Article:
I met with the founder of Hampton Creek Foods, Josh Tetrick at his start-up company in the Soma district of San Francisco. He looks far younger than his 33 years with clean cut with all-American good looks. ‘I’m from Birmingham, Alabama’, he tells me. His accent lilting and distinct. He exudes the confidence of someone who is comfortable in his own skin. He reminded me of a young Tom Cruise, boyish and vibrant, sans the aviator shades. One can’t help but be a bit doe-eyed as he welcomes me into the Beyond Egg hub. He makes you feel like he has all the time in the world to share, and right now it is all for you. I admit to loosing my thread more than once as my brain floated off, all female and flustered, as Josh showed me around and introduced me to his team.
He hits me with some statistics..
’79 billion eggs laid in US every year. 95% of them are laid by hens in battery cages so small they can hardly move. They are pumped with antibiotics’. 1/2 billions eggs recalled because of food poisoning in 2011 in the US. What about eggs impact on human health?
The NewYork Times published a report by Dr. Stanley Hazen of Cleveland Clinic Lerner Research Institute. that eggs may provoke bacteria that increases the risk of heart disease. University Of Western Ontario likened the consumption of eggs to that of the effects of smoking cigarettes.
You’ll agree it’s an area in need of change.
Beyond Eggs is gaining some notable interest. Articles have appeared in Bon Appetit & Food & Wine. Countless articles are dotted around the internet, even Tony Blair, ex-Prime MInister of that thumbnail sized island,GB. Bill Gates has taken a shine to the companies ideas. On his blog The Gates Notes, where he highlights his concern for the impact on the environment and how we can feed a population that is expected to hit 18 billion by 2050, Gates listed Hampton Creek Foods as one of the 3 companies that are shaping the future of food. He says,
Bill Gates took the taste test, cookie challenge and couldn’t tell the difference between the cookies with egg and the cookies with Beyond Egg’s egg substitute.
The building is open to the street, open to each department and one another. The office dog and company mascot, Jake, lolls in the sun in the greeting area. Their state of the art laboratory is a field of stainless steel. On one wall a row of ovens. Behind vast doors are shelves stacked with jars of creamy mayonnaise, trials and tests. The food scientists and biologists work diligently, and with admirable dedication to emulate the properties of the egg. Which is, after all, all that is going on. The egg served a purpose. The effect doesn’t have to come from an egg. They have worked out just how the proteins molecules give rise in cakes and bakes, aerate, bind and thicken, and emulsify our dressings. Beyond Eggs have a product that can do all of these things. Eggs may have been a cheap source of protein but they are full of harmful cholesterol. Josh and his team have cracked the code to do what the egg did by using pea, potatoes, sunflower lecithin, rapeseed, and natural gums extracted from tree sap. They offer it 18% cheaper (which will no doubt interest the large food manufactures), with reduced storage costs and longer shelf life, and it’s sustainable and kinder to boot.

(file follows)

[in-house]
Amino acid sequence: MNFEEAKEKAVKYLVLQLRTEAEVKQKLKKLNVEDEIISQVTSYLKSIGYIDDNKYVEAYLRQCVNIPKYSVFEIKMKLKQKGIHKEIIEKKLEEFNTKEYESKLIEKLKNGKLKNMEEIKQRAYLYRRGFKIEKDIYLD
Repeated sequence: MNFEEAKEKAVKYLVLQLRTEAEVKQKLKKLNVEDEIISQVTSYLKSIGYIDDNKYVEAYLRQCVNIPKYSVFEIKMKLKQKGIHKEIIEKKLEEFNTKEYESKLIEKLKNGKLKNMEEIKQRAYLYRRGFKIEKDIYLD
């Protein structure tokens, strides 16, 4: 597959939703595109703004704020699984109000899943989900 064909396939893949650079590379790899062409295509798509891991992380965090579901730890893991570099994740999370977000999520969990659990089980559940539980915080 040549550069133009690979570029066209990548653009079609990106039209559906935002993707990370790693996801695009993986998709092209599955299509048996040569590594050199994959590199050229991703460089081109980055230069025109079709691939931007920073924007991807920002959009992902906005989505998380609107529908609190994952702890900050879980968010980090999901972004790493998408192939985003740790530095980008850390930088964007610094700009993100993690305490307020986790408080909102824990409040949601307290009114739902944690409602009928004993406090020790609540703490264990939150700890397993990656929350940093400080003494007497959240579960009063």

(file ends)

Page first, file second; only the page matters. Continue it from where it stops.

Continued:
The strength of the team is all apparent. I half expected the theme tune to the A-Team to kick in as Josh introduced me. All looked under 30, with that special California glow.
Chris Jones a chef and molecular gastronomist was poached from Chicago’s award winning restaurant, Moto..
He was sporting a bandana and standing over something whirring in the corner. It must be the largest stick blender/food mixer in the world, and it was busy creating a swirling vortex of snow white mayonnaise. I asked him why he came to work for the company, he gave an impassioned reply. Noting, he wants his family to have a future. Chris said of his work, ‘The egg was the first thing. This is the next thing’. He showed me his floor to ceiling wall of experiments. His job to is work with different components and proteins. Testing for shelf life. Stability. They regularly enlist the help of employees from Yelp & Google, as taste testers.
Director of Bakery Innovation is Shweta Rao. She was positively charged with self motivated enthusiasm for Beyond Egg and the concept of what it will achieve. Shweta and her colleague Megan both told me they have a sense that what they are doing goes beyond cookies and cake and stretches into making a big difference in the world. They are fulled by this. They’d wanted to fuel me, with cookies. They’d baked some for me to try. Two neat rows of blond and chocolate chip cookies sat waiting for me on a platter. They were left untouched. Damn my bloody intolerance for gluten!
A team of scientists work full time, surrounded by a wall of purple gloves, test tubes, machines spinning ingredients in centrifuge, and other wizardly gadgets and gizmos. I’ve not the faintest idea what they were for. But they excited me nonetheless. The team are currently working on replicating the egg white and working with gluten free flours so products can be produced that are free of the main allergens and suitable for celiac sufferers.
At this point I really start to see what impact this company will have. As did Khosla Ventures. Venture Capitalists, based in Palo Alto, California, who’s tagline is ‘ We care about genuine issues: a healthy environment. Sustainable power‘. They back Josh’s vision, and made an investment of a cool $3 million in Hampton Creek Foods.
‘In seven years we will be the ‘egg’ industry’.
|The team at Hampton Creek Foods|
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